Journal directory listing - Volume 31-41 (1986-1996) - Volume 31 (1986)

The Governing Thoughts of T'oegye Author: Tien Po-Yuan


T'oegye, a great Confucian scholar of Lee Dynasty (李 朝) in Korea, read a great number of classic books and biographies. He was also versed in various books about human nature and rationality. His learning was derived from Ju Shi (朱熹) of Sung Dynasty (宋朝 ) in China. It adopts comprehension of rationality as the fundamental while applying it to governing the world; therefore, his learning is filled with ideas to better the world.
The governing thoughts of T'oegye were typical Confucian thoughts. They originated in the mental way of comprehension in Confucius and Mencius and abode by Ju Tze's teaching which was left to posterity. In politics, they emphasized the governing of the country by means of virtue, and regarded filial piety, brotherhood, mercy as the funda-mental of virtue governing. The realization of a moral rule depends on the king and his statesmen. If there are wise king and good statesmen, the whole country will be well ruled. If the king is unwise and the statesmen, flattering, the whole country will become chaotic. The king is closely related to a rule by means of virtue. In order to cultivate the virtue of the king, T'oegye wrote to the king, discussing the theory of being a king and this is the so called "Wu Chen Liou Tiau Su" (戊辰六條疏) praised by the historians. In the meantime, he submitted "Sen Shue She Tou" ( 聖學十圖) and explained it personally to the king. T'oegye's concern for the king and the country can be seen very clearly from all this. The cultivation of people is considered by T'oegye his own responsibility. "The Private School Taur Shan" ( 陶山書堂 ) was built by him as a place for education, and more than three hundred and ten. people politically important had been educated here. He contributed a lot to education and developed interest in learning.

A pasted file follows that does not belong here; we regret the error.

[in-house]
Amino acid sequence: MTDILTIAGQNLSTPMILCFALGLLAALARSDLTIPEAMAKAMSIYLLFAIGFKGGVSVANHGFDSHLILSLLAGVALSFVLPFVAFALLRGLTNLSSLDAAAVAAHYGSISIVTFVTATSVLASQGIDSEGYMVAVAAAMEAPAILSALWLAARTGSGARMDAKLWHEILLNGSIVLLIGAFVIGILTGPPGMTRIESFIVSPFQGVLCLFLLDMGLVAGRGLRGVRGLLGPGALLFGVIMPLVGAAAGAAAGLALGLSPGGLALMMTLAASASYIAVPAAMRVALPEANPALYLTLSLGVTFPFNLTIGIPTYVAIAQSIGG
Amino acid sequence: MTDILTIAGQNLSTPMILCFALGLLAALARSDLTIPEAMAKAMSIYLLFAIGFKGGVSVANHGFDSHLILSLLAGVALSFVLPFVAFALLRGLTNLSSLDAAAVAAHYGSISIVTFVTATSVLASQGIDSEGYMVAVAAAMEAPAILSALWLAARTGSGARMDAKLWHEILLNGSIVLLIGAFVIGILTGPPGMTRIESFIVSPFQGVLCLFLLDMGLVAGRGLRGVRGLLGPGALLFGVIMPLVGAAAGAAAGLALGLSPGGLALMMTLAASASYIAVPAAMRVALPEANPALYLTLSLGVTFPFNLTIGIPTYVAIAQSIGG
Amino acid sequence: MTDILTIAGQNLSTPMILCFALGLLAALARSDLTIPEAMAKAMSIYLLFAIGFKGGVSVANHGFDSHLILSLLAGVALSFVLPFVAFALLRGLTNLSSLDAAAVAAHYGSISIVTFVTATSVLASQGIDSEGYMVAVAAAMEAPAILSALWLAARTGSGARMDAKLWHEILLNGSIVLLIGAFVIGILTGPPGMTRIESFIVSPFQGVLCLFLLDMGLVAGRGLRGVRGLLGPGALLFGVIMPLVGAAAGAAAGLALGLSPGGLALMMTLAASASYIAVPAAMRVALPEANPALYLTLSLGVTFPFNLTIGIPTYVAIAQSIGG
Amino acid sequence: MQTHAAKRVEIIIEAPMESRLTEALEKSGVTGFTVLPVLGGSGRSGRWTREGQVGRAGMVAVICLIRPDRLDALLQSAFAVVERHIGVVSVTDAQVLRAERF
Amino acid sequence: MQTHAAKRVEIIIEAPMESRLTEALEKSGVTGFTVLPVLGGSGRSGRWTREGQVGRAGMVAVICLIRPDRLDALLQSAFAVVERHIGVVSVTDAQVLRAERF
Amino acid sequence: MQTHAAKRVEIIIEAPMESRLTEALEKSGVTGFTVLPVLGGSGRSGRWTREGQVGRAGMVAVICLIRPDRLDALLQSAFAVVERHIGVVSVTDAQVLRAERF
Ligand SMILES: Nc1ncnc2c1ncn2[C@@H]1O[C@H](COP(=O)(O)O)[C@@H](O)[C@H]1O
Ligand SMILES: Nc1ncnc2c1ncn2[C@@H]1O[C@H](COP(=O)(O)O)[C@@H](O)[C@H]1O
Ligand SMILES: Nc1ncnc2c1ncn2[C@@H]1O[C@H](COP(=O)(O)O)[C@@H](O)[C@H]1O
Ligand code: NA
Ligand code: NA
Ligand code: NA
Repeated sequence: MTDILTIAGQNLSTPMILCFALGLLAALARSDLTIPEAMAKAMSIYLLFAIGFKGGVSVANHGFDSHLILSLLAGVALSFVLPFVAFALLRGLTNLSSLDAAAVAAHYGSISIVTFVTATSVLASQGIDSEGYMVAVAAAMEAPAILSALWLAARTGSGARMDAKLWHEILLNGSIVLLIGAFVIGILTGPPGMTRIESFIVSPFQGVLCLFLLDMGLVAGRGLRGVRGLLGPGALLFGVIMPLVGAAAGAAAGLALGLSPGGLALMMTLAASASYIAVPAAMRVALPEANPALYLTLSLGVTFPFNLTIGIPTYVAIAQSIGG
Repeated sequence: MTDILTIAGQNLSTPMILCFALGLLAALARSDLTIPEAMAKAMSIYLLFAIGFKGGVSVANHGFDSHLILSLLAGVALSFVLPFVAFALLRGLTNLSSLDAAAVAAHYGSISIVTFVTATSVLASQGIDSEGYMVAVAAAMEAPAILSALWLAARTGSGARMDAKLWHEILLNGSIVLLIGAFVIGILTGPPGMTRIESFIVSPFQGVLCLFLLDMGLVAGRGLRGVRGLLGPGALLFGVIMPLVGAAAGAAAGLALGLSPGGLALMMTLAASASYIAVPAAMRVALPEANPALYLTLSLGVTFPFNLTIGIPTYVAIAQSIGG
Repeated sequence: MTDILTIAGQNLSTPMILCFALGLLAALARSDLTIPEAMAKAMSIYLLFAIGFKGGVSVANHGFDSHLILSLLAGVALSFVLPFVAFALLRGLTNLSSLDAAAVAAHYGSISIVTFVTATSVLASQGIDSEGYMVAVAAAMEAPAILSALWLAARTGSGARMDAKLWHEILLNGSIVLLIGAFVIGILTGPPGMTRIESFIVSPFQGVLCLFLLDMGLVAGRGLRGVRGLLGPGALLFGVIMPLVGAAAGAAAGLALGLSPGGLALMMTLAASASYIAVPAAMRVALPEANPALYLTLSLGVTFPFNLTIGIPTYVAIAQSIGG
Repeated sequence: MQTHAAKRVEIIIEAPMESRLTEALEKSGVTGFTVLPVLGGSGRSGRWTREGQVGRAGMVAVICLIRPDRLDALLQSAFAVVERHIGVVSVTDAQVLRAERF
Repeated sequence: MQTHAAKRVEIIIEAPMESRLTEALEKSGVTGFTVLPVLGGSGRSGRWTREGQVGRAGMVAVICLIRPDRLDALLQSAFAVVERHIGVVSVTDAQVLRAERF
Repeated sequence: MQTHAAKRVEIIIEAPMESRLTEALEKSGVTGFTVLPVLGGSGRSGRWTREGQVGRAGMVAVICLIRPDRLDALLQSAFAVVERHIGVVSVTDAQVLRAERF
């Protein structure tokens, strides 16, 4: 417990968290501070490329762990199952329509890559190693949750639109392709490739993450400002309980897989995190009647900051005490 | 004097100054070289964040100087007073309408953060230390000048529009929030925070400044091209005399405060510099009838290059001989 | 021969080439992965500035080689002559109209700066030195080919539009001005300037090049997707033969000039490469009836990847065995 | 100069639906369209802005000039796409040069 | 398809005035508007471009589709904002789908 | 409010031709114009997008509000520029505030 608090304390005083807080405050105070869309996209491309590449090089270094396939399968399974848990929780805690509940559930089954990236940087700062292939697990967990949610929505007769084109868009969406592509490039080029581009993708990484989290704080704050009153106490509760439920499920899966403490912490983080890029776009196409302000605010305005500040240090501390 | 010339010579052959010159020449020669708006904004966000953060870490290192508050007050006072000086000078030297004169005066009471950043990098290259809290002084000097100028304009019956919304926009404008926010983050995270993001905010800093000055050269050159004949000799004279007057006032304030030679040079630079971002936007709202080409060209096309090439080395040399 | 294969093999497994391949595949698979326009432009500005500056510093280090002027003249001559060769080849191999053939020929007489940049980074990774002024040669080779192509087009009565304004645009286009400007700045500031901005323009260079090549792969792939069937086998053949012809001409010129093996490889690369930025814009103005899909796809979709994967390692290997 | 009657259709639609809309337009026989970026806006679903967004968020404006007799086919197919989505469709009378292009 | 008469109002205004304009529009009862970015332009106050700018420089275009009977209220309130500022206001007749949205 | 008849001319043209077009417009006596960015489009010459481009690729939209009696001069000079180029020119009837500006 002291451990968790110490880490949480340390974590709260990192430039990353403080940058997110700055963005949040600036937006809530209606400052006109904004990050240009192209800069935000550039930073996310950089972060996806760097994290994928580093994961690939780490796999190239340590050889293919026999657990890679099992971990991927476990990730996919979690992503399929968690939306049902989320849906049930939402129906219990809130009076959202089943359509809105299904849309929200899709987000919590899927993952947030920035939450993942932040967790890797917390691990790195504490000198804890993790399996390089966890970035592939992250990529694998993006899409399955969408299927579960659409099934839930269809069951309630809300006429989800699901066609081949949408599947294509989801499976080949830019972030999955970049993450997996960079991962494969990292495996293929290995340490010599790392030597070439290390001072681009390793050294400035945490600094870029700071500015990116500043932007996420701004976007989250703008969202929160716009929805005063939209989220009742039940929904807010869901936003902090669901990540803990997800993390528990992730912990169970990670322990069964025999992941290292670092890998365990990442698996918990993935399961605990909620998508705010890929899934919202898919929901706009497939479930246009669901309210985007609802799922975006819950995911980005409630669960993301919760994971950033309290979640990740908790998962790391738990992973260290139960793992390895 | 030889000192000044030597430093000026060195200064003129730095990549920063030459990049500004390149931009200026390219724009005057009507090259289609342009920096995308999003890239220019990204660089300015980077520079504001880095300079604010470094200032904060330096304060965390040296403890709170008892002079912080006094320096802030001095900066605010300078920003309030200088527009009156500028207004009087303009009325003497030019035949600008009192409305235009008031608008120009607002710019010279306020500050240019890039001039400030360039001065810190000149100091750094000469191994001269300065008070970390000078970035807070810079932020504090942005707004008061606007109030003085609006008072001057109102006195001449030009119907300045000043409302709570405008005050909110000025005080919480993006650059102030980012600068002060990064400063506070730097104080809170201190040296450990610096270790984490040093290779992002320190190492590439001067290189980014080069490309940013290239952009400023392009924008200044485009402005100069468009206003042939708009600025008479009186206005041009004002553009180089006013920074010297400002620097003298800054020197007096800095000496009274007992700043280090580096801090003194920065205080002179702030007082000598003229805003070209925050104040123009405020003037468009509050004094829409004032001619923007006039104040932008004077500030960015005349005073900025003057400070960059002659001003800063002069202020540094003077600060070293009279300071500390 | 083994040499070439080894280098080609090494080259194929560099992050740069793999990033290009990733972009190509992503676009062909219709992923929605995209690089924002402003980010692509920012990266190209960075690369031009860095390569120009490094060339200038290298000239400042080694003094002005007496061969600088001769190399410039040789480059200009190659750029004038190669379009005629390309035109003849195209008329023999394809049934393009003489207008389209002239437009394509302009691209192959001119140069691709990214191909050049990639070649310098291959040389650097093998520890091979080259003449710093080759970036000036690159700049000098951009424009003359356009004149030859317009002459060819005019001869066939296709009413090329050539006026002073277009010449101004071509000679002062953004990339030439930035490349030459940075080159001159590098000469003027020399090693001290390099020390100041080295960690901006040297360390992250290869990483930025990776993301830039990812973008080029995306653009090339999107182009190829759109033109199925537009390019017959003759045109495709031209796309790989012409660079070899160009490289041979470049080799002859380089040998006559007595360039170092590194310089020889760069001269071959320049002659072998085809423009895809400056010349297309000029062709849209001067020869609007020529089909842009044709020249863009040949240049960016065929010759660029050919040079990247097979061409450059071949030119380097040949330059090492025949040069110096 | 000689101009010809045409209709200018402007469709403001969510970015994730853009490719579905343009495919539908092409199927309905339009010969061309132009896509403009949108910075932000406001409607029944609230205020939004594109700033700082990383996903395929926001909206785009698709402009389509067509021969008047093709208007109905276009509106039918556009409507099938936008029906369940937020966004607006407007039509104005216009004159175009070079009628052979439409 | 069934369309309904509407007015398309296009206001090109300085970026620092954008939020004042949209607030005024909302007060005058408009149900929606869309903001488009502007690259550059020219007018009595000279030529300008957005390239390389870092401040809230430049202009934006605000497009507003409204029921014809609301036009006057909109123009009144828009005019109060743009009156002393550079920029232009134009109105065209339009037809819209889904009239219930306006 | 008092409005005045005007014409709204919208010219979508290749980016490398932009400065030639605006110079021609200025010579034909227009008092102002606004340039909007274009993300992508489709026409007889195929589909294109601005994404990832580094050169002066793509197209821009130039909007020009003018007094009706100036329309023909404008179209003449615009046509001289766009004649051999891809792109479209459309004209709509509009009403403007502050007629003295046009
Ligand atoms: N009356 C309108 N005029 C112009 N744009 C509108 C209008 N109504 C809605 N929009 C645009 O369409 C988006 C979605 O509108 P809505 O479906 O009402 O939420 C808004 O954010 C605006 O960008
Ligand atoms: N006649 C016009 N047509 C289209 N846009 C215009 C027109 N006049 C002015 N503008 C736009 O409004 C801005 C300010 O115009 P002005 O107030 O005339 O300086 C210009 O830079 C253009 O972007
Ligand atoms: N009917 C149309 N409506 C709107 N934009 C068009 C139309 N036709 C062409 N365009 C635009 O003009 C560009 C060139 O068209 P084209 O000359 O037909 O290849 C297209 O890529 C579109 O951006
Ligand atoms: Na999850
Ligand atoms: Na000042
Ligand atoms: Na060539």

T'oegye dedicated his whole life to the study of the theory of rationality, and he meant to follow the career of the saints and wise kings. Inspite of his poor health which kept him away from the political responsibility, he worried for the king and the country and paid attention to the rough living conditions of the people. "His learning can correct the errors of the world; his words can help better the world." Who can say it is unsuitable to call him a scholar of thorough knowledge ( 通儒 )?

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